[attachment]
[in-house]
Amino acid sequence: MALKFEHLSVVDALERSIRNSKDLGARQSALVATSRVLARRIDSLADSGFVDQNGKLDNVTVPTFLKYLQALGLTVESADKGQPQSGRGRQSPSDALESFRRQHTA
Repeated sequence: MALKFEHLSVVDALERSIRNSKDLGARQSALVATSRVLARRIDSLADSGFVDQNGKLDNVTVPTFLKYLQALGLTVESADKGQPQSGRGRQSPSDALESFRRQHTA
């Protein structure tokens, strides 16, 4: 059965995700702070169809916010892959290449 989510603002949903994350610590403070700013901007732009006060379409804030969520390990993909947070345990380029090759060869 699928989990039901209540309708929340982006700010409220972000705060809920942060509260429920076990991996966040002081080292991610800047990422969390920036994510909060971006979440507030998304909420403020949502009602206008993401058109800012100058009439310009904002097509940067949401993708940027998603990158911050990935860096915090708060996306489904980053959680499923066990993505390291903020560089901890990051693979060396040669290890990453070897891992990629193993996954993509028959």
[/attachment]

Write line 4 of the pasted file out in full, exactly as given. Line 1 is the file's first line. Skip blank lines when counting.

């Protein structure tokens, strides 16, 4: 059965995700702070169809916010892959290449 989510603002949903994350610590403070700013901007732009006060379409804030969520390990993909947070345990380029090759060869 699928989990039901209540309708929340982006700010409220972000705060809920942060509260429920076990991996966040002081080292991610800047990422969390920036994510909060971006979440507030998304909420403020949502009602206008993401058109800012100058009439310009904002097509940067949401993708940027998603990158911050990935860096915090708060996306489904980053959680499923066990993505390291903020560089901890990051693979060396040669290890990453070897891992990629193993996954993509028959």